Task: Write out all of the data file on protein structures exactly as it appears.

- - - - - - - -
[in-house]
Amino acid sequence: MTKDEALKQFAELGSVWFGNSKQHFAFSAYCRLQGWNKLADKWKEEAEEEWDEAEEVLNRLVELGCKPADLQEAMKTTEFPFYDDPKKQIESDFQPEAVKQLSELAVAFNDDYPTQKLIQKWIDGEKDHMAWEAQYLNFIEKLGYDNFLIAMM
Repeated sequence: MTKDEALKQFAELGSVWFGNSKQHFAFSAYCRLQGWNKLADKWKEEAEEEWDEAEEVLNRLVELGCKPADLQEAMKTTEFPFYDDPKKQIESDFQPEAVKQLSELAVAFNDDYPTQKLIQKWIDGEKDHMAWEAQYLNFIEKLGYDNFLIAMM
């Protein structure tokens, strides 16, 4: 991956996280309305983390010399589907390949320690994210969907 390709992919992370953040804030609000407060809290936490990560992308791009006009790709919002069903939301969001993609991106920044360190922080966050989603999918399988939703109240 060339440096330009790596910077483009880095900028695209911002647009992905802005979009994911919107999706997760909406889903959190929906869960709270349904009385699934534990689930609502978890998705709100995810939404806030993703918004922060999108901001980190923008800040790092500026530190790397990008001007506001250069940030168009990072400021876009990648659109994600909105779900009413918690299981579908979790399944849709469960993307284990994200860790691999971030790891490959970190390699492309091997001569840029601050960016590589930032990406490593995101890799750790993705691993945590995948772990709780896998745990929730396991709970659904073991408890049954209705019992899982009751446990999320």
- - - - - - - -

[in-house]
Amino acid sequence: MTKDEALKQFAELGSVWFGNSKQHFAFSAYCRLQGWNKLADKWKEEAEEEWDEAEEVLNRLVELGCKPADLQEAMKTTEFPFYDDPKKQIESDFQPEAVKQLSELAVAFNDDYPTQKLIQKWIDGEKDHMAWEAQYLNFIEKLGYDNFLIAMM
Repeated sequence: MTKDEALKQFAELGSVWFGNSKQHFAFSAYCRLQGWNKLADKWKEEAEEEWDEAEEVLNRLVELGCKPADLQEAMKTTEFPFYDDPKKQIESDFQPEAVKQLSELAVAFNDDYPTQKLIQKWIDGEKDHMAWEAQYLNFIEKLGYDNFLIAMM
């Protein structure tokens, strides 16, 4: 991956996280309305983390010399589907390949320690994210969907 390709992919992370953040804030609000407060809290936490990560992308791009006009790709919002069903939301969001993609991106920044360190922080966050989603999918399988939703109240 060339440096330009790596910077483009880095900028695209911002647009992905802005979009994911919107999706997760909406889903959190929906869960709270349904009385699934534990689930609502978890998705709100995810939404806030993703918004922060999108901001980190923008800040790092500026530190790397990008001007506001250069940030168009990072400021876009990648659109994600909105779900009413918690299981579908979790399944849709469960993307284990994200860790691999971030790891490959970190390699492309091997001569840029601050960016590589930032990406490593995101890799750790993705691993945590995948772990709780896998745990929730396991709970659904073991408890049954209705019992899982009751446990999320």